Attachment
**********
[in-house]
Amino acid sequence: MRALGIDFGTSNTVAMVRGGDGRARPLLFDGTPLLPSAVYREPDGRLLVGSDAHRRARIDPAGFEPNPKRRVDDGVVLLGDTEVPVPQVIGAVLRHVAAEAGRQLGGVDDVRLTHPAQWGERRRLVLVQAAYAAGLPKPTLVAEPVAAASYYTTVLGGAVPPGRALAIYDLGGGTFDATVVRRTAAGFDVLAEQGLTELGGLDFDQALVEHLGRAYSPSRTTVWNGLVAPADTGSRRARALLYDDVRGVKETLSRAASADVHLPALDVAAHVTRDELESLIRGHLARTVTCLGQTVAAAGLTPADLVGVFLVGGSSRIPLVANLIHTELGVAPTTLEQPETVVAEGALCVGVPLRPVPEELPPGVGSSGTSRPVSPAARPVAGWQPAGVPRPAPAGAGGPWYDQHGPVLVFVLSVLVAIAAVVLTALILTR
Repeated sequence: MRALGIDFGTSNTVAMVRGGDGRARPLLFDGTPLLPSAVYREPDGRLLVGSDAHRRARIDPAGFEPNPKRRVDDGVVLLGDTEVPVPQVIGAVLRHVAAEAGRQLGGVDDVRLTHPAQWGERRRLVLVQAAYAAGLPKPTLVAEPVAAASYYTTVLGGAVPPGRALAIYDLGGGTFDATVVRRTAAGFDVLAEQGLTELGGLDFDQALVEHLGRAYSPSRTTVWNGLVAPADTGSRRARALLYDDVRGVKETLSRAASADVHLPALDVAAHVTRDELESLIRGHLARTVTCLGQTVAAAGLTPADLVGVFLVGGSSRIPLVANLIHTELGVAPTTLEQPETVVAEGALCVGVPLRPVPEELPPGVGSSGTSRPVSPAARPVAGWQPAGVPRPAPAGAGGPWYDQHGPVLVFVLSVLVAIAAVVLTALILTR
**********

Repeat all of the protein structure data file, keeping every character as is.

[in-house]
Amino acid sequence: MRALGIDFGTSNTVAMVRGGDGRARPLLFDGTPLLPSAVYREPDGRLLVGSDAHRRARIDPAGFEPNPKRRVDDGVVLLGDTEVPVPQVIGAVLRHVAAEAGRQLGGVDDVRLTHPAQWGERRRLVLVQAAYAAGLPKPTLVAEPVAAASYYTTVLGGAVPPGRALAIYDLGGGTFDATVVRRTAAGFDVLAEQGLTELGGLDFDQALVEHLGRAYSPSRTTVWNGLVAPADTGSRRARALLYDDVRGVKETLSRAASADVHLPALDVAAHVTRDELESLIRGHLARTVTCLGQTVAAAGLTPADLVGVFLVGGSSRIPLVANLIHTELGVAPTTLEQPETVVAEGALCVGVPLRPVPEELPPGVGSSGTSRPVSPAARPVAGWQPAGVPRPAPAGAGGPWYDQHGPVLVFVLSVLVAIAAVVLTALILTR
Repeated sequence: MRALGIDFGTSNTVAMVRGGDGRARPLLFDGTPLLPSAVYREPDGRLLVGSDAHRRARIDPAGFEPNPKRRVDDGVVLLGDTEVPVPQVIGAVLRHVAAEAGRQLGGVDDVRLTHPAQWGERRRLVLVQAAYAAGLPKPTLVAEPVAAASYYTTVLGGAVPPGRALAIYDLGGGTFDATVVRRTAAGFDVLAEQGLTELGGLDFDQALVEHLGRAYSPSRTTVWNGLVAPADTGSRRARALLYDDVRGVKETLSRAASADVHLPALDVAAHVTRDELESLIRGHLARTVTCLGQTVAAAGLTPADLVGVFLVGGSSRIPLVANLIHTELGVAPTTLEQPETVVAEGALCVGVPLRPVPEELPPGVGSSGTSRPVSPAARPVAGWQPAGVPRPAPAGAGGPWYDQHGPVLVFVLSVLVAIAAVVLTALILTR